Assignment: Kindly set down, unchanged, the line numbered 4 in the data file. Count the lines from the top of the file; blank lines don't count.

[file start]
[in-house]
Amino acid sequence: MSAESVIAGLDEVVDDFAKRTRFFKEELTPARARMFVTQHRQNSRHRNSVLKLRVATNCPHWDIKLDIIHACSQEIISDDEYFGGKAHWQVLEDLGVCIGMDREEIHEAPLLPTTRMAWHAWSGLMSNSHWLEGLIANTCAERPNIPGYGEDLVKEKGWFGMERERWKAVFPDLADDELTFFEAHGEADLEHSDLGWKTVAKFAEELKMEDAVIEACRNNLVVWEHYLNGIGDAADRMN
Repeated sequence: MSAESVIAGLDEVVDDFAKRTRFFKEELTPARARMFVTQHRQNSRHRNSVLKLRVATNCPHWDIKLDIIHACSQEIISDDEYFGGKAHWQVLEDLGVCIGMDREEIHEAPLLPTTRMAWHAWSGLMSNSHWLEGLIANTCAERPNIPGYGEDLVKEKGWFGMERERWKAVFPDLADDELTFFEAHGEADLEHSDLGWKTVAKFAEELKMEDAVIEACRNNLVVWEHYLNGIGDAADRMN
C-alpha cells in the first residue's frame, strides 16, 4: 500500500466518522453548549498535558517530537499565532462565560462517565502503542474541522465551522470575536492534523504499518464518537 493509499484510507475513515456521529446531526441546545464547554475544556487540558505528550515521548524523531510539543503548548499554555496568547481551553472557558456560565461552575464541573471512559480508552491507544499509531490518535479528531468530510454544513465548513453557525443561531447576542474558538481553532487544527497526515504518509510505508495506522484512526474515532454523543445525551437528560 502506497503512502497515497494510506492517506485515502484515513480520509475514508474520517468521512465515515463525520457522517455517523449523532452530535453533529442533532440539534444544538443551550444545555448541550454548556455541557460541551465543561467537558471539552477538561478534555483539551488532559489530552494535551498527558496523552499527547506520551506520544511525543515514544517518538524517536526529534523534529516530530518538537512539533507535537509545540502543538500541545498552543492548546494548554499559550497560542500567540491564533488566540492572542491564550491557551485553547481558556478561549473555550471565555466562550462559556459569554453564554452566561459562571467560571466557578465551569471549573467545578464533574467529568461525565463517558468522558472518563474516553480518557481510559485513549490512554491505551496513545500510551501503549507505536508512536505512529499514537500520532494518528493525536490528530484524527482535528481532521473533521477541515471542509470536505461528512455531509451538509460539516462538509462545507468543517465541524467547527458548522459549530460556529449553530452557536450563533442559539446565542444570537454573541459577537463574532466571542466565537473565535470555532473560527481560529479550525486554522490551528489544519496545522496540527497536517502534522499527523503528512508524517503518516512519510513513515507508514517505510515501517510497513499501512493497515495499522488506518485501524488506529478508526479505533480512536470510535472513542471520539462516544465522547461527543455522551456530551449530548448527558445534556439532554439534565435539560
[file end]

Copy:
C-alpha cells in the first residue's frame, strides 16, 4: 500500500466518522453548549498535558517530537499565532462565560462517565502503542474541522465551522470575536492534523504499518464518537 493509499484510507475513515456521529446531526441546545464547554475544556487540558505528550515521548524523531510539543503548548499554555496568547481551553472557558456560565461552575464541573471512559480508552491507544499509531490518535479528531468530510454544513465548513453557525443561531447576542474558538481553532487544527497526515504518509510505508495506522484512526474515532454523543445525551437528560 502506497503512502497515497494510506492517506485515502484515513480520509475514508474520517468521512465515515463525520457522517455517523449523532452530535453533529442533532440539534444544538443551550444545555448541550454548556455541557460541551465543561467537558471539552477538561478534555483539551488532559489530552494535551498527558496523552499527547506520551506520544511525543515514544517518538524517536526529534523534529516530530518538537512539533507535537509545540502543538500541545498552543492548546494548554499559550497560542500567540491564533488566540492572542491564550491557551485553547481558556478561549473555550471565555466562550462559556459569554453564554452566561459562571467560571466557578465551569471549573467545578464533574467529568461525565463517558468522558472518563474516553480518557481510559485513549490512554491505551496513545500510551501503549507505536508512536505512529499514537500520532494518528493525536490528530484524527482535528481532521473533521477541515471542509470536505461528512455531509451538509460539516462538509462545507468543517465541524467547527458548522459549530460556529449553530452557536450563533442559539446565542444570537454573541459577537463574532466571542466565537473565535470555532473560527481560529479550525486554522490551528489544519496545522496540527497536517502534522499527523503528512508524517503518516512519510513513515507508514517505510515501517510497513499501512493497515495499522488506518485501524488506529478508526479505533480512536470510535472513542471520539462516544465522547461527543455522551456530551449530548448527558445534556439532554439534565435539560